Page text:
The A. Philip Randolph Pullman Porter Museum awarded its inaugural “Community Change Agent Award” to Ronald “Kwesi” Harris, director of the African American Male Resource Center at Chicago State University, at its 20th anniversary gala.
In addition, the museum presented “A. Philip Randolph Gentle Warrior Awards” to Richard Trumka, president of the national AFL-CIO; to City of Chicago Treasurer Kurt Summers; to 2nd District U.S. Representative Robin Kelly; to the Rev. Dr. Leon Finney, pastor of Metropolitan Apostolic Church and to George X. Daniels, founder of George’s Music Room, during the February 28 fundraiser at the historic Parkway Ballroom, 4455 S. King Drive.
Dr. Lyn Hughes, founder of the museum, praised Harris as a “change agent” for the work he has done to uplift African-American youth. He has achieved the highest African-American male student retention rates in the university’s history by targeting the issues that these males confront in school and by building a bridge with administrators, students and support staff in Chicago State’s enrollment-retention-to-graduation initiative.
Harris is also a founding member of Chicago’s citywide coalition against tobacco and alcohol billboards and lectures nationally against popular culture shifts that promote negative imagery.
“The way he’s made a difference in people’s lives parallels the achievements of A. Philip Randolph as he successfully forged the alliance that led to the formation of the first black union, the Brotherhood of Sleeping Car Porters,” said David A. Peterson Jr., executive director of the museum. “As the first recipient of this award, Kweisi is the ideal person because of the standard he has achieved and the example he has set.”
The Gentle Warrior Awards honor deserving African-Americans, who like Randolph, “push gently, yet forcefully, against the boundaries of conventionality with a warrior spirit.” Randolph led the Brotherhood of Sleeping Car Porters (BSCP) to become the first black labor union chartered under the American Federation of Labor and the first to win a collective bargaining agreement with a major U.S. corporation, the Pullman Company.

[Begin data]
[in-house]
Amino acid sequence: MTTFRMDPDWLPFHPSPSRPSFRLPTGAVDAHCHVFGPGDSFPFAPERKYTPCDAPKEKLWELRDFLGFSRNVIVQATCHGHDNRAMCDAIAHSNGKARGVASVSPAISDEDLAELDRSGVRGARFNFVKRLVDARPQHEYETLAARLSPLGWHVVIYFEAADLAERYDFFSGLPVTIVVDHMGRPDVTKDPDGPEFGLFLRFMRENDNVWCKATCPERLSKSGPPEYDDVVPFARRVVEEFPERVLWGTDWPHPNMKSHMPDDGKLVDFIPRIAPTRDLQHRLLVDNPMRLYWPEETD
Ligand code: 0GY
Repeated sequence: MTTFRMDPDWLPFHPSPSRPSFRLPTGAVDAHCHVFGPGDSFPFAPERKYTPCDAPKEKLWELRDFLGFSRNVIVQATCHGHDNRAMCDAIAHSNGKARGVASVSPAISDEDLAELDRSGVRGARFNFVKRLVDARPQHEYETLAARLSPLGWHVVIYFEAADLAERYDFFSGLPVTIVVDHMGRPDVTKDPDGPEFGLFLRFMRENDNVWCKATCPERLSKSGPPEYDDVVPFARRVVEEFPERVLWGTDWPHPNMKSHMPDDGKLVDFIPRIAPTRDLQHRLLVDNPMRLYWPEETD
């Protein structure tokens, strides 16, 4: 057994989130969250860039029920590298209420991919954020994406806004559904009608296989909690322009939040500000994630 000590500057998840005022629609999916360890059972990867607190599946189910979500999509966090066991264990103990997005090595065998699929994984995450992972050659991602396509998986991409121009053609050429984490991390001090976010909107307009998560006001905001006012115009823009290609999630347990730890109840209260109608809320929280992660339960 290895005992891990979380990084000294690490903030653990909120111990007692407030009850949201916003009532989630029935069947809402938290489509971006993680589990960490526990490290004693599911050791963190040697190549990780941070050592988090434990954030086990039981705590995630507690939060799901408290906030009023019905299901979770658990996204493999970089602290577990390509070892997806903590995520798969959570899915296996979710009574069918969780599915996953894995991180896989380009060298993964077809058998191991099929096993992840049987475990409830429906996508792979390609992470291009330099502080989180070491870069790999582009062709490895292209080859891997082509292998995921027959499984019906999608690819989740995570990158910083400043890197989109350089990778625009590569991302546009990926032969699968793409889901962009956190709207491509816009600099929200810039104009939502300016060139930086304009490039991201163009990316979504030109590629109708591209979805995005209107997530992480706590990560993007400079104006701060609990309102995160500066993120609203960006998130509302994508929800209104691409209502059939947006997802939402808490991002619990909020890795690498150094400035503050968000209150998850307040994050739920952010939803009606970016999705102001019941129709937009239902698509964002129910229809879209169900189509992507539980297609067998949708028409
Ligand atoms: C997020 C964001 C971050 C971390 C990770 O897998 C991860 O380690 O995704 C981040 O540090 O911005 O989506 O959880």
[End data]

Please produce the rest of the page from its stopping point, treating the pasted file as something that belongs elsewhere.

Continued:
Trumka complained about how badly mineworkers were treated when he was a 12-year-old growing up in Rices Landing, Pa. and his grandfather, a miner, challenged him to do something about it. Trumka worked in the mines for over seven years while working through Penn State University and then earned a law degree from Villanova. Then he worked on the legal staff of the United Mine Workers for four years and provided pro bono legal work for local families. He was elected president of the United Mine Workers of America at 33 and in 2009 to his first term as president of the AFL-CIO.
Summers previously served as chief of staff to Cook County Board President Toni Preckwinkle and as the appointed trustee for the Cook County Pension Fund. He led the closure of a $487 million budget deficit while keeping Preckwinkle’s promise to roll back the county sales tax, saving taxpayers more than $400 million annually. Previous to his appointment by Mayor Emanuel as City Treasurer, he was a senior vice president at Grosvenor Capital Management and a leader of its Emerging and Diverse Manager business, which invested over $2 billion with minority- and women-owned firms.
Congresswoman Kelly brings passion and warrior-style leadership to the five committees on which she serves in Congress: Oversight and Government Reform; Economic Growth; Job Creation; Regulatory Affairs subcommittee on national security; Science, Space and Technology subcommittee on research and technology. She has promoted numerous bills to generate job growth and to end gun violence. As a state representative, she promoted bills to protect consumers from fraud, to support economic development and to increase the minimum wage. She also led the fight for landmark legislation to protect victims of domestic violence and to improve public safety.
Rev. Dr. Finney has been an activist all his life, most identified with The Woodlawn Organization and the Woodlawn Community Development Corporation. Its $190 million in real estate investments inspired many other communities across the nation to initiate similar community development programs. He founded the church he now serves as pastor and has taught at the University of Chicago, Lutheran School of Theology, the University of Illinois, Northwestern University and McCormick Theological Seminary as executive director of the African American Leadership Partnership.
Daniels’s Music Room is the largest independent music retail store in the Midwest, a mecca for artists such as Mary J. Blige, Sean Combs, The Isley Brothers, Alicia Keys, Twista, Do or Die and Usher. Based in Lawndale, Daniels positioned the original store as an anchor over 30 years ago, a symbol of longevity and fortitude in an area known for economic depression. His use of digital download kiosks there, which allow customers to burn customized CDs, won him the “Retailer of the Year” award from the National Association of Recording Merchandisers. In 2001 at the request of Chicago Mayor Richard M. Daley, Daniels opened a second location at Midway Airport.